At block 570, a second access control list is generated based on a second pair of origin and target pairs associated with error messages received at a gateway. At block 580, data packets having a source and destination matching the target and origin, respectively, of the error messages identified on the access control list are blocked. By blocking the data packets, the gateway prevents the device from receiving unwanted data packets. Finally, at block 590, the second access control list is eliminated after a predetermined condition has occurred. In alternative embodiments, the predetermined condition that is the cause of the elimination of the second access control list may be the same or different than the predetermined condition that is the cause of the elimination of the first access control list.

FIG. 6 illustrates a flow diagram 600 of a method for eliminating unwanted data packets before entering a restricted bandwidth network through the use of an access control list, the access control list identifying unwanted data packets based on a unique source of the data packets in accordance with an embodiment of the present invention. This embodiment of the invention may be used to prevent an offending server from streaming unwanted data packets from the offending server to a plurality of devices on a restricted bandwidth network. In embodiments, if a sufficient number of users on a restricted bandwidth network send error messages to a gateway requesting the cessation of data from an offending server, the gateway may create an access control list that blocks all data packets from that server, as identified by the target of the error messages and/or the source of the unwanted data packets.

Initially, at block 610, error messages are received at a gateway from a plurality of devices. The error messages are sent by the plurality of devices on a restricted bandwidth network, the error messages sent in response to receipt of unwanted data packets by the plurality of devices. The gateway connects the restricted bandwidth network to the plurality of devices. Once the error messages are received at the gateway, at block 620 the origin and target of the error messages are monitored. The origin of the error messages identifies the device sending the error message in response to receiving unwanted data packets. The target of the error messages identifies the source of the unwanted data packets, e.g. a server.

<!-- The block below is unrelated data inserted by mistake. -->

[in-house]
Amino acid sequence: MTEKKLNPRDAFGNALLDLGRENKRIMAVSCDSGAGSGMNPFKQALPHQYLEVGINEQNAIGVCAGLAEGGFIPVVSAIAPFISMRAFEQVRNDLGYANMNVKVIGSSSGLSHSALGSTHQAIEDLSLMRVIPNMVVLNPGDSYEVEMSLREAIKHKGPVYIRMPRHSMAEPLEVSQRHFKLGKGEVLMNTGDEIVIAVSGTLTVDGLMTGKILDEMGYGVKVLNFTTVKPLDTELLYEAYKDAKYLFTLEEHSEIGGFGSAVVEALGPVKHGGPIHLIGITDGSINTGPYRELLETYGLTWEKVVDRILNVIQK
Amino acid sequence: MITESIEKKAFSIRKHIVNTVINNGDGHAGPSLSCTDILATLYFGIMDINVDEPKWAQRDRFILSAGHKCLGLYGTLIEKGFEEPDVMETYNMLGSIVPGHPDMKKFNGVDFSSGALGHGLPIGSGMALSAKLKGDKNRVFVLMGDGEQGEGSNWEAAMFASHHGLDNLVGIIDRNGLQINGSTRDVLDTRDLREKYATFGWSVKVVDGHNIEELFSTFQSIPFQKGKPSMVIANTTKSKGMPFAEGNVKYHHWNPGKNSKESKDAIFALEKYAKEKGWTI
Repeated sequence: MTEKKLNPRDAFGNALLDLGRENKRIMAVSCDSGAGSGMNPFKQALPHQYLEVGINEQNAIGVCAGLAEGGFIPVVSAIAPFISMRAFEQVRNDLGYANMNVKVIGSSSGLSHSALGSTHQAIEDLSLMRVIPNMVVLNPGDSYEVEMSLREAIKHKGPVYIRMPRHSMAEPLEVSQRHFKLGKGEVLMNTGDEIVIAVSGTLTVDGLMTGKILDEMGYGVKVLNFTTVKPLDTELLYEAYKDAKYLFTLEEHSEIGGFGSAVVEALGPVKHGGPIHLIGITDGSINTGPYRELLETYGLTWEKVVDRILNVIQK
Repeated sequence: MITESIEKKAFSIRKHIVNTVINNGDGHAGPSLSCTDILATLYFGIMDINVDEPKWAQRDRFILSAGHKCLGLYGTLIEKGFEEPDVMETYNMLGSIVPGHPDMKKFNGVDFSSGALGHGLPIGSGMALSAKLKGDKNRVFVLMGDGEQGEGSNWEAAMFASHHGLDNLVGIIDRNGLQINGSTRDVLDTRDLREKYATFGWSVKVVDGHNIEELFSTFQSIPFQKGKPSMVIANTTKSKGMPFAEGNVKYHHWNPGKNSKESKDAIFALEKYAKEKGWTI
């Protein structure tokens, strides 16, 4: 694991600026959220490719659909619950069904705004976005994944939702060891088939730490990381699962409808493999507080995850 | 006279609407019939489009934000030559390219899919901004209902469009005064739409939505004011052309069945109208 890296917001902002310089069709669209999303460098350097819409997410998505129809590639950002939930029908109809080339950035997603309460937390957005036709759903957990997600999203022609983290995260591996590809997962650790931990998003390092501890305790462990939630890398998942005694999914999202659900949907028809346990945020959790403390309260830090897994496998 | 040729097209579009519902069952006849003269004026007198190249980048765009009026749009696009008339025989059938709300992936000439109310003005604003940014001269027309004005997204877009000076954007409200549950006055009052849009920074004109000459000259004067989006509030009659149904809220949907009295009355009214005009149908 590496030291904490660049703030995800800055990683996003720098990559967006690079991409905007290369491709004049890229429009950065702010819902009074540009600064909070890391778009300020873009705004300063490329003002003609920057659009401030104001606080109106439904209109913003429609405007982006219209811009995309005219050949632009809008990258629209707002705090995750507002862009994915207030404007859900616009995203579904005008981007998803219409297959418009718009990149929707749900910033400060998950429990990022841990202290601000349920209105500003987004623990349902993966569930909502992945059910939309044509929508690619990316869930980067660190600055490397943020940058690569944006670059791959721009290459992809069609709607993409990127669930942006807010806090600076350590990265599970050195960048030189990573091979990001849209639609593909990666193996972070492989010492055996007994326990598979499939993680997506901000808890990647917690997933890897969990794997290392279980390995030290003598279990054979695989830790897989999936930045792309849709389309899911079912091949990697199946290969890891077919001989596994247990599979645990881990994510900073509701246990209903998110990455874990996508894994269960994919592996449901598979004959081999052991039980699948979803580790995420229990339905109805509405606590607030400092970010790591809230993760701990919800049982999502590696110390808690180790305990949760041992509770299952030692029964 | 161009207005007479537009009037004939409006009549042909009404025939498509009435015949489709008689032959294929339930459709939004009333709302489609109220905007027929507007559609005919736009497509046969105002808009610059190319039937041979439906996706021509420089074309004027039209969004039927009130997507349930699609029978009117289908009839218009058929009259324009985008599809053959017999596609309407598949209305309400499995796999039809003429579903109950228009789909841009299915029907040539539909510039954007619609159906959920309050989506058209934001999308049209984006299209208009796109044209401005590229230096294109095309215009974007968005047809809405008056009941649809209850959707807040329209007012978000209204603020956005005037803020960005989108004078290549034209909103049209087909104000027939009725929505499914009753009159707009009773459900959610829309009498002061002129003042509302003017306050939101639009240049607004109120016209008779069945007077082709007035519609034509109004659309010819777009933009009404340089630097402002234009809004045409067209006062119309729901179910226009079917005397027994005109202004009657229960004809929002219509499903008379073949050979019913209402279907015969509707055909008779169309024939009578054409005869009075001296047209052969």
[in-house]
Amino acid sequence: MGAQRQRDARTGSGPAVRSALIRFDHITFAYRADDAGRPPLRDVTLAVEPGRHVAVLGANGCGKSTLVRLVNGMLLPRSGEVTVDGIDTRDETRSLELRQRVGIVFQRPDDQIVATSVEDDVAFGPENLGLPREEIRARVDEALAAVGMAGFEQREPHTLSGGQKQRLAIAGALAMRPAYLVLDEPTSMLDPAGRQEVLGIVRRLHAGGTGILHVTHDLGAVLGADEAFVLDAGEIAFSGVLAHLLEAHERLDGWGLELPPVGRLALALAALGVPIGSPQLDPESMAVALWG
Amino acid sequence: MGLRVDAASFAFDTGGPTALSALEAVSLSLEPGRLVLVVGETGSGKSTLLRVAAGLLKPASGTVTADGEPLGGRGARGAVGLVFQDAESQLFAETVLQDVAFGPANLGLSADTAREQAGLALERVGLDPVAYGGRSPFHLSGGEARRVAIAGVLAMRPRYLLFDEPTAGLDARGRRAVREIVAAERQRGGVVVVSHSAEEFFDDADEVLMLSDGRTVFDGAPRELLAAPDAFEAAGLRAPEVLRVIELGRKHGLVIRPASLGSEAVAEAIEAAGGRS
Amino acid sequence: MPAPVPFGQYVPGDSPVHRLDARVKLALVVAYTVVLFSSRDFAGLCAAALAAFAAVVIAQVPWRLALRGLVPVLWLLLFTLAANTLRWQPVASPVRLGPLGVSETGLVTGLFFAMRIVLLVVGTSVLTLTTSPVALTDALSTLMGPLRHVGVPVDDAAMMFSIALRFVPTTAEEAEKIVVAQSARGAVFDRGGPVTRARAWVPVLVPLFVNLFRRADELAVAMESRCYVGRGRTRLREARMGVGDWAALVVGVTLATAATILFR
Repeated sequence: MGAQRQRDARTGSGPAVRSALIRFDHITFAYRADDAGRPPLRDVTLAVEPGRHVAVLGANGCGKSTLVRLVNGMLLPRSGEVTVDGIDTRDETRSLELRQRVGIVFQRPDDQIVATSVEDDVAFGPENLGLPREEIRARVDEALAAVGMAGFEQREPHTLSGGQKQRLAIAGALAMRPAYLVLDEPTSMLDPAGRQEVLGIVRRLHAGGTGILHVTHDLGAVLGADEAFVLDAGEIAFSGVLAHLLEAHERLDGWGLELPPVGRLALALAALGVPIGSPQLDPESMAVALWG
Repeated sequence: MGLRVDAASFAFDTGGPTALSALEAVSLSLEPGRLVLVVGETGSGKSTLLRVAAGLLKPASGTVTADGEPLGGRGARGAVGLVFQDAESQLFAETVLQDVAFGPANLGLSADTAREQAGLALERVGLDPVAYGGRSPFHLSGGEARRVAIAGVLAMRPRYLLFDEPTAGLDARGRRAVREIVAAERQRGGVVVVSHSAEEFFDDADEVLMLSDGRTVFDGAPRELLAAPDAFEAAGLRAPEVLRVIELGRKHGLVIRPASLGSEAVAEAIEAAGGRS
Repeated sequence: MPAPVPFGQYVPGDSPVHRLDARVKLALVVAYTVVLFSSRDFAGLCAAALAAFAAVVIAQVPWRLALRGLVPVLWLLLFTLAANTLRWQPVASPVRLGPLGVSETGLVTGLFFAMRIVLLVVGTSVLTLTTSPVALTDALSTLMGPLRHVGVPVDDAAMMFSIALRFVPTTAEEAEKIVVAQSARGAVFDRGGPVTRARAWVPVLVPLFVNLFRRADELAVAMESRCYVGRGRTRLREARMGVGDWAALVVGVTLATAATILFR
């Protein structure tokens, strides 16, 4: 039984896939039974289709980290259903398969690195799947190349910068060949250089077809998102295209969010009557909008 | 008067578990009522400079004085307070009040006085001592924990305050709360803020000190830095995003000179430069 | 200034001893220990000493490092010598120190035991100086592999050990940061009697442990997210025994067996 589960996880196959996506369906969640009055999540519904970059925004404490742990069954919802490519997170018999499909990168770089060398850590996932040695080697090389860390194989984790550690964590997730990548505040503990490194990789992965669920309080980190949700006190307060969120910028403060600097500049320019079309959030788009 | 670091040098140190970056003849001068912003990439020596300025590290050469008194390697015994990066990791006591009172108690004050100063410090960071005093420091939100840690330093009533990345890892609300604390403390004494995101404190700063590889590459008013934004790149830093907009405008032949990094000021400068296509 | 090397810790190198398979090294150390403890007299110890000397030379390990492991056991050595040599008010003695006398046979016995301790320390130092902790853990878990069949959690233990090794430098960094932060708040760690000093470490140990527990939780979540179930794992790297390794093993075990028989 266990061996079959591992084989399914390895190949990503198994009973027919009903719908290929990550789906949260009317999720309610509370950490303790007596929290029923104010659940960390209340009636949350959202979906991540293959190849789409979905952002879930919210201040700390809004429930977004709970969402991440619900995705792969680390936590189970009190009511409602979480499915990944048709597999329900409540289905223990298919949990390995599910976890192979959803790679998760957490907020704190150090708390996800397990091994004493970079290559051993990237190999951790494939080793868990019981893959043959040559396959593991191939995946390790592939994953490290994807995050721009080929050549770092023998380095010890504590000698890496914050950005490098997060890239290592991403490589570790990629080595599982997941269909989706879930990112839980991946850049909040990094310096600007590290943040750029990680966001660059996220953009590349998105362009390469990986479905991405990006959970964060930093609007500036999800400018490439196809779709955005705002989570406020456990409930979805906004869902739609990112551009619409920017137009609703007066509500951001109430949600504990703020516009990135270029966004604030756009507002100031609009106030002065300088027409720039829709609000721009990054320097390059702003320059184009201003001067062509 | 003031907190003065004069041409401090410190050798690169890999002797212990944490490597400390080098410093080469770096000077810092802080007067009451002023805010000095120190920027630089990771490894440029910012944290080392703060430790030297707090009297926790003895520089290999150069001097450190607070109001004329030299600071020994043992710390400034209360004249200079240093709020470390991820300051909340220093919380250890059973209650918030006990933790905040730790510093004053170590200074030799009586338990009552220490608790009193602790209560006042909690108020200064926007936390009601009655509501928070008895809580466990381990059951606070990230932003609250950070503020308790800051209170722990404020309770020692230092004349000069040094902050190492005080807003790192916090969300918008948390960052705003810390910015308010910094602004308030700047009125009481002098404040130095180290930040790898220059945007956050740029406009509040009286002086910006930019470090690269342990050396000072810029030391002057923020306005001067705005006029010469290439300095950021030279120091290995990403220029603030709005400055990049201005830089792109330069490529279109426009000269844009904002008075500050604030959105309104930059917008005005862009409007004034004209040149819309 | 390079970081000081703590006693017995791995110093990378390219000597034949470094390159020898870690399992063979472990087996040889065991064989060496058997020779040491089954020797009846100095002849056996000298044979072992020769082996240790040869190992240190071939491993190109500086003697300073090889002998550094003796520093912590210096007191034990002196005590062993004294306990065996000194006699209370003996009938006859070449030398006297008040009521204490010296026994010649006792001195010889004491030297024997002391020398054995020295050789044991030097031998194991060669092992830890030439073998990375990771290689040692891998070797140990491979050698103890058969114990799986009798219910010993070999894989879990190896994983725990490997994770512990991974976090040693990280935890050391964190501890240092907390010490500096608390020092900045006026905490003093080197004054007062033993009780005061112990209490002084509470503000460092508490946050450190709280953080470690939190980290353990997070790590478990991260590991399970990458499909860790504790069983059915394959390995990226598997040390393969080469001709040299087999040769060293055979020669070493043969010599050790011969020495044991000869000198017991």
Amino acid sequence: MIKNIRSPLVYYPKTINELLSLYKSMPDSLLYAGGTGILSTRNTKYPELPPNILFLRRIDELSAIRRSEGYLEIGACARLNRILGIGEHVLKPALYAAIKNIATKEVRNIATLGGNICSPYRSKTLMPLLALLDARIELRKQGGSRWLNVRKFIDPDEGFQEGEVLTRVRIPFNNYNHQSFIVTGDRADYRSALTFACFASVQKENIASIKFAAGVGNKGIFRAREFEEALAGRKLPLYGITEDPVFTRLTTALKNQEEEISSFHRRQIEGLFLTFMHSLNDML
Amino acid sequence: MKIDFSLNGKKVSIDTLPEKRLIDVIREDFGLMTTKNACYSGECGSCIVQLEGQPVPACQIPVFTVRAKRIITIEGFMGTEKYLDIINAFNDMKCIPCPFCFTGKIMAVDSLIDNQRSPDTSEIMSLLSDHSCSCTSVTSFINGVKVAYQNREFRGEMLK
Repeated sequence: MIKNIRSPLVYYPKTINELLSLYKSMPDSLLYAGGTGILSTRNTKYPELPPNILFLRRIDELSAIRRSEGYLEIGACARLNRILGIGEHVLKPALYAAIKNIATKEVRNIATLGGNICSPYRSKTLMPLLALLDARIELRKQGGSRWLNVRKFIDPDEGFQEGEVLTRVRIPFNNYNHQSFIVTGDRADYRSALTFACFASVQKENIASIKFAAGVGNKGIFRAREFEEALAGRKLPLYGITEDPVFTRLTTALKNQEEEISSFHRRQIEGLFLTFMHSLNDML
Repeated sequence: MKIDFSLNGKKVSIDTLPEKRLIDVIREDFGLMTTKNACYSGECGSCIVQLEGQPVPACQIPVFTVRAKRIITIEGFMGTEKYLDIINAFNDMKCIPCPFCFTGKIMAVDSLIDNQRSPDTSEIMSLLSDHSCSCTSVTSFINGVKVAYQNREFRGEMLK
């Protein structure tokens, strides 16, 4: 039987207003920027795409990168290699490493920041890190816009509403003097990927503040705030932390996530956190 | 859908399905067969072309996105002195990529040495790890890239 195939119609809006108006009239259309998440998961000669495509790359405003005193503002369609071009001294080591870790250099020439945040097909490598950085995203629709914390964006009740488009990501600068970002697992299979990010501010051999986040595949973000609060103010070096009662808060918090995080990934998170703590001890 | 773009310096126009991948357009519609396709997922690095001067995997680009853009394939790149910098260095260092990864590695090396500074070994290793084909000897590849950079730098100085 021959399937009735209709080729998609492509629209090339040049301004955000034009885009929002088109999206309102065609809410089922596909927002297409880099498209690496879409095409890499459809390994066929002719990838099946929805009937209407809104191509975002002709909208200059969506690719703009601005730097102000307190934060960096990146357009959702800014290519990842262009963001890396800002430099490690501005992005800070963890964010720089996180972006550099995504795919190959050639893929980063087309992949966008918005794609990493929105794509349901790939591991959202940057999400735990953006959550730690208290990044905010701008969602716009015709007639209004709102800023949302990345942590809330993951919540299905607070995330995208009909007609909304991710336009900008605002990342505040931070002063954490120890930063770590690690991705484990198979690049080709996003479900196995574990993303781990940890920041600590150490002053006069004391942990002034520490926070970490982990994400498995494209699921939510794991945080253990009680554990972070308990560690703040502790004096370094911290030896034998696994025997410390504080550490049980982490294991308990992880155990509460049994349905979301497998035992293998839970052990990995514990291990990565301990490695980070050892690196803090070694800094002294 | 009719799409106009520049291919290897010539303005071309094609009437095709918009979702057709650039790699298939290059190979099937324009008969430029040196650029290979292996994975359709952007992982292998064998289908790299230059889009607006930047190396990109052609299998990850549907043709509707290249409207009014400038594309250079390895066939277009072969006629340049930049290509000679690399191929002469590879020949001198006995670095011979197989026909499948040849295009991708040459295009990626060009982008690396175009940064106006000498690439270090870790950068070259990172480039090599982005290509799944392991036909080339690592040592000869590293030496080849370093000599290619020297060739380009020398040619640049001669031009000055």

Next, at block 630, the monitored error messages are tracked to determine whether the number of error messages associated with a specific origin have reached a threshold number of error messages within a predetermined amount of time. If it is determined at step 630 that a threshold number of error messages has been met, a first access control list is created at block 640 to recognize data packets comprising a source matching the target of the error messages exceeding the threshold amount of error messages in a predetermined amount of time and, further, the data packets comprising a destination matching the origin of the error messages exceeding the threshold amount of error messages in a predetermined amount of time. At block 650, data packets having a source matching the target of the error messages identified on the access control list are prevented from entering a restricted bandwidth network. By blocking the data packets, the gateway prevents the device from receiving unwanted data packets. At block 660, the first access control list is eliminated after a predetermined condition has occurred.

FIG. 7 illustrates a flow diagram 700 of a method for eliminating unwanted data packets before entering a restricted bandwidth network through the use of an access control list, the access control list identifying unwanted data packets based on a unique destination of the data packets in accordance with an embodiment of the present invention. This embodiment of the invention may be used to prevent a plurality of user devices from sending a plurality of unwanted data packets to a user device on a restricted bandwidth network. In embodiments, if a sufficient number of error message are received that share the same origin but have a plurality of targets, the gateway may create an access control list that blocks all data packets directed to the device, as identified by the origin of the error messages and/or the destination of the unwanted data packets.

Initially, at block 710, error messages are received at a gateway from a plurality of devices. The error messages are sent by the plurality of devices on a restricted bandwidth network, the error messages sent in response to receipt of unwanted data packets from a second network received by the plurality of devices. Once the error messages are received at the gateway, at block 720 the origin and target of the error messages are monitored. The origin of the error messages identifies the device sending the error message in response to receiving unwanted data packets. The target of the error messages identifies the source of the unwanted data packets, e.g. a server.